The Norman Transcript

Letters

May 5, 2013

High-density housing will occur in Norman someday

NORMAN — Editor, The Transcript:

High-density housing: Yes, high-density housing that makes economic sense to an entrepreneur will occur with this city council or the next or the next.

When demand for vertical housing is great enough, an entrepreneur will step up and satisfy this demand. It’s simple economics. That is how villages turn into towns and towns turn into cities. It is not a question of if but when.

Environment: Because vertical housing is good for the environment, vertical housing should begin right now. It makes perfect sense. There is less urban sprawl, less concrete and asphalt covering natural dirt and foliage, less soil erosion, less single family water and sewer connections, trash pickup, etc.

We need to address soil and water conservation right now. Instead of building out, we need to build up. When people live in high density, there are less lawns to water.

Location: People want to live between downtown and campus. Right now, drive between downtown and campus and see how many “for sale” signs or “for rent” signs you see. Very few. The market is speaking. Lawrence, Kan., is the perfect example.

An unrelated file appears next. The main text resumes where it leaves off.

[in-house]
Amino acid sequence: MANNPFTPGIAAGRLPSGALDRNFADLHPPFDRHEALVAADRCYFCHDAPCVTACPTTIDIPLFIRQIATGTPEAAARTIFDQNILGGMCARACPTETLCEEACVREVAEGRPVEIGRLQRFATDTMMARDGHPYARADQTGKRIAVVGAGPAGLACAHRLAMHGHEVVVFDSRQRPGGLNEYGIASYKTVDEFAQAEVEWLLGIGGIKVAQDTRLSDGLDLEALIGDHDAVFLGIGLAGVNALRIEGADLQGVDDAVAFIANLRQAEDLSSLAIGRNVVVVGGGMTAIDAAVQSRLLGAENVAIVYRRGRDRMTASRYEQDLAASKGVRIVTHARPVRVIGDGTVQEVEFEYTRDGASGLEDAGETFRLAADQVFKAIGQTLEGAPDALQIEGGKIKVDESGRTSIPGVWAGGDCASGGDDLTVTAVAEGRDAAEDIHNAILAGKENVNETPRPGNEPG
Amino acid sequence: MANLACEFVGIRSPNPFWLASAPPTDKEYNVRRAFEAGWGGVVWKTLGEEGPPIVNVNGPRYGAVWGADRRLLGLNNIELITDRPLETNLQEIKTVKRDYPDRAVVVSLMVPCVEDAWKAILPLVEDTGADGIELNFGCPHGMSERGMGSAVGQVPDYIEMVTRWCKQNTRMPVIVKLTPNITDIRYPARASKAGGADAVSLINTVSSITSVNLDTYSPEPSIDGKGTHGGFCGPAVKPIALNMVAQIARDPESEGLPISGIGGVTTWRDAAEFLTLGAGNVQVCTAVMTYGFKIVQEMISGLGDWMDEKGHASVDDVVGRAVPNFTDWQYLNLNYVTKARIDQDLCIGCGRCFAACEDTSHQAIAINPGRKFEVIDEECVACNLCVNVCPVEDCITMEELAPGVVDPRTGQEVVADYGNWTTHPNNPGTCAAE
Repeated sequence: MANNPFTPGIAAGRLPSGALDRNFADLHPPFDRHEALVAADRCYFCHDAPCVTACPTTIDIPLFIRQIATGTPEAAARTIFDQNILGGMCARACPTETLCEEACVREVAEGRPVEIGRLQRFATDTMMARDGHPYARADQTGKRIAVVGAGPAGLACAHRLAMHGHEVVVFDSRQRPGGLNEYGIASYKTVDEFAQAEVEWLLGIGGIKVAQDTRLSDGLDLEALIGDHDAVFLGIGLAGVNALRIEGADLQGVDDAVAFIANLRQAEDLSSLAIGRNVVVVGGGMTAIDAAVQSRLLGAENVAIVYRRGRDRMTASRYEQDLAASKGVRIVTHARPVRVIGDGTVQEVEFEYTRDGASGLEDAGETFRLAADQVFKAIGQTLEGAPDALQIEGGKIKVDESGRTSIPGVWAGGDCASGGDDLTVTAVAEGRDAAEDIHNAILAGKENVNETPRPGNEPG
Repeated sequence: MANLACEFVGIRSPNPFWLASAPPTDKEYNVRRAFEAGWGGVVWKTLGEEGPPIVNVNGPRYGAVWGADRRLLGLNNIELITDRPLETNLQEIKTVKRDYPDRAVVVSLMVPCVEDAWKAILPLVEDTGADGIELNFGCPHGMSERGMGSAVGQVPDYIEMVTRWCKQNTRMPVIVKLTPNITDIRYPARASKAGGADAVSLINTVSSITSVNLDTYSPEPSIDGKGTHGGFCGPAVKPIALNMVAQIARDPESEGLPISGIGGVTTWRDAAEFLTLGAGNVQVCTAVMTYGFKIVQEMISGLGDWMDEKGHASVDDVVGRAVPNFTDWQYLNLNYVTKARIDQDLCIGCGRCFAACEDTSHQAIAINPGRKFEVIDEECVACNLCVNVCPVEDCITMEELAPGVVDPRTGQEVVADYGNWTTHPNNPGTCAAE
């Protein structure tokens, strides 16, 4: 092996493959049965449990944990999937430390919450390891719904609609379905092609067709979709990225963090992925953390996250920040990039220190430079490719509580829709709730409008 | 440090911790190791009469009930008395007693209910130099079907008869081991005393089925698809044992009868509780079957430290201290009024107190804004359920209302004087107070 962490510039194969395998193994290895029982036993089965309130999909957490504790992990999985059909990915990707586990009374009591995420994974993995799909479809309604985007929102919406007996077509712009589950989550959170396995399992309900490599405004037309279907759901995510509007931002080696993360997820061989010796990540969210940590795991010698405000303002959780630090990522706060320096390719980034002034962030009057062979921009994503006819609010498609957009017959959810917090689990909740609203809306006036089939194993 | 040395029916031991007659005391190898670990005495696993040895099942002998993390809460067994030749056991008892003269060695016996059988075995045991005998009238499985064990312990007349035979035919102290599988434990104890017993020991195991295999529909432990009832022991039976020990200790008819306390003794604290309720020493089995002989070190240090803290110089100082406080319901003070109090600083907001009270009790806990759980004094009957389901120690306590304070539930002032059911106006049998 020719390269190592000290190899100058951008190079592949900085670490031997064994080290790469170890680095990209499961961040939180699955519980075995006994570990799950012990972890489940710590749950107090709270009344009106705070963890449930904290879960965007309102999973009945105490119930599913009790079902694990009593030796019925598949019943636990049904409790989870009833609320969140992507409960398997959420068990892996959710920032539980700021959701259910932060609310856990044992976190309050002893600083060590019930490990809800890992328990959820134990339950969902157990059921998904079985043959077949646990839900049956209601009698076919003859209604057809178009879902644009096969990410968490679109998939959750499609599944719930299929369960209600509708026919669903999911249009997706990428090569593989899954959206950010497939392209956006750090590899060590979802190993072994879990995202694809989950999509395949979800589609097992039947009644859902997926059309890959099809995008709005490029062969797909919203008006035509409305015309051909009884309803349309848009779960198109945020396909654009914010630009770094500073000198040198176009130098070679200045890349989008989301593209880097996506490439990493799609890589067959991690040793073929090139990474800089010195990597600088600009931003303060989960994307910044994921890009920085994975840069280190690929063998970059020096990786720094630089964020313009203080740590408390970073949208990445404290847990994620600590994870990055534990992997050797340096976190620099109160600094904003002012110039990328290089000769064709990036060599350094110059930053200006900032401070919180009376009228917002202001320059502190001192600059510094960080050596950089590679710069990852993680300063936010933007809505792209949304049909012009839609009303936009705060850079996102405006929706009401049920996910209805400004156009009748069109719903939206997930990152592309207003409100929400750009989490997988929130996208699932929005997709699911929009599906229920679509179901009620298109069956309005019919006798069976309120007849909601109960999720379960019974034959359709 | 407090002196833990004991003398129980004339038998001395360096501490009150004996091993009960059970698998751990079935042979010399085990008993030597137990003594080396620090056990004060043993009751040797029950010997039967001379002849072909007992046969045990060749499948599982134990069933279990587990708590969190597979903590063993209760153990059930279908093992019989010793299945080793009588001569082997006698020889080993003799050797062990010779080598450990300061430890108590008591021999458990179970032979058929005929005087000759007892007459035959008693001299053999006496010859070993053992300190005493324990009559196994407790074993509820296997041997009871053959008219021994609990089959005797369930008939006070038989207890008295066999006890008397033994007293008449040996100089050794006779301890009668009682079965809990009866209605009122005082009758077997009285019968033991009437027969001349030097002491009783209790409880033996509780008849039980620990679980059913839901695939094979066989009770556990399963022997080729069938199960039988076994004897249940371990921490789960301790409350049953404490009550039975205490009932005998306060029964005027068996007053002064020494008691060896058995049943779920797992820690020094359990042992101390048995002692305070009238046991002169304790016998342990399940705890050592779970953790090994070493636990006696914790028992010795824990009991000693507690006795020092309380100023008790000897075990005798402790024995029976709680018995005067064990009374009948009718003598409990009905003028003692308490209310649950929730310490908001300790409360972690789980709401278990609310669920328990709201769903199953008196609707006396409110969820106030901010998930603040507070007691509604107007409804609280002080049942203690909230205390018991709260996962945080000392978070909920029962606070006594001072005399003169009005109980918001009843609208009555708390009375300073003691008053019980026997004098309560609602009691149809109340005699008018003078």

If you are familiar with KU, there is not a Campus Corner. However, in downtown Lawrence, a mixed-use structure is moving toward development at Ninth and New Hampshire. There’s underground parking, 7,000 square feet of retail space on the ground floor and condos on the fifth floor.

Also, a building in the Warehouse District was revitalized as a mixed-income development. In July 2012, all 49 apartment units were leased within 24 hours of opening. It is a four-story building.

A private developer just opened a 10-story hotel (The Oread) a block north of the student union and northeast of Memorial Stadium. The Oread is located between campus and downtown.

Rice University in Houston is another example. One mixed-use, high-density structure is under construction next to Rice Village right now. Rice Village is the Rice University campus corner, which is right next to campus and in a single-family residential neighborhood. It is six stories, where the ground floor is retail and five stories are residential.

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